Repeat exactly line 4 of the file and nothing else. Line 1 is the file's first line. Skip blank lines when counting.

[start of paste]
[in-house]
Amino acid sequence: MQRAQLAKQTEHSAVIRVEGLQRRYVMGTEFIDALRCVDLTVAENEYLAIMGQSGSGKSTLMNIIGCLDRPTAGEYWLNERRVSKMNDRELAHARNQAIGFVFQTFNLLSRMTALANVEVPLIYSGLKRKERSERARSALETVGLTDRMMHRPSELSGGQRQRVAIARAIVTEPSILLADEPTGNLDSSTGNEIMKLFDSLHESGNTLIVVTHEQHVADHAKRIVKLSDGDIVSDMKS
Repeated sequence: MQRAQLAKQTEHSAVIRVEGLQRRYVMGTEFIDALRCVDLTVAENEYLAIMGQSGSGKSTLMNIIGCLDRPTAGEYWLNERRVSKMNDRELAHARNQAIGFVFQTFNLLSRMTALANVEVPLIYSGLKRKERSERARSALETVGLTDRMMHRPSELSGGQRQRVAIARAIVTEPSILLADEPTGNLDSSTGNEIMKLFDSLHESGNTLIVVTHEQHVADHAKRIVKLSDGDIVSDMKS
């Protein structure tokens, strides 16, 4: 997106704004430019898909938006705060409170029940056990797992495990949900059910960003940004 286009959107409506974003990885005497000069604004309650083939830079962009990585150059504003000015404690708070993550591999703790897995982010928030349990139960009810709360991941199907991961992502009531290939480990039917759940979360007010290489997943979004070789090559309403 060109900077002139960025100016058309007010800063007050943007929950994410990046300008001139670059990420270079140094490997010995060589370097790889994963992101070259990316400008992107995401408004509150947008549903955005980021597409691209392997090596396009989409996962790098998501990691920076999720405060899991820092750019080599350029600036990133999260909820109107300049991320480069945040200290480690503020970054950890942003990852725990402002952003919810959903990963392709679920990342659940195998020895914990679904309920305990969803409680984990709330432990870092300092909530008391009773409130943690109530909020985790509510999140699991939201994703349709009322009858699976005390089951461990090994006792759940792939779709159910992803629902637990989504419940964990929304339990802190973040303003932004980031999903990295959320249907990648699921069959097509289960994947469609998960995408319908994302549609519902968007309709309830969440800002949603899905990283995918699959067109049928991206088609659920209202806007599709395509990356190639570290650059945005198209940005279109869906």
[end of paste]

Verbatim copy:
């Protein structure tokens, strides 16, 4: 997106704004430019898909938006705060409170029940056990797992495990949900059910960003940004 286009959107409506974003990885005497000069604004309650083939830079962009990585150059504003000015404690708070993550591999703790897995982010928030349990139960009810709360991941199907991961992502009531290939480990039917759940979360007010290489997943979004070789090559309403 060109900077002139960025100016058309007010800063007050943007929950994410990046300008001139670059990420270079140094490997010995060589370097790889994963992101070259990316400008992107995401408004509150947008549903955005980021597409691209392997090596396009989409996962790098998501990691920076999720405060899991820092750019080599350029600036990133999260909820109107300049991320480069945040200290480690503020970054950890942003990852725990402002952003919810959903990963392709679920990342659940195998020895914990679904309920305990969803409680984990709330432990870092300092909530008391009773409130943690109530909020985790509510999140699991939201994703349709009322009858699976005390089951461990090994006792759940792939779709159910992803629902637990989504419940964990929304339990802190973040303003932004980031999903990295959320249907990648699921069959097509289960994947469609998960995408319908994302549609519902968007309709309830969440800002949603899905990283995918699959067109049928991206088609659920209202806007599709395509990356190639570290650059945005198209940005279109869906």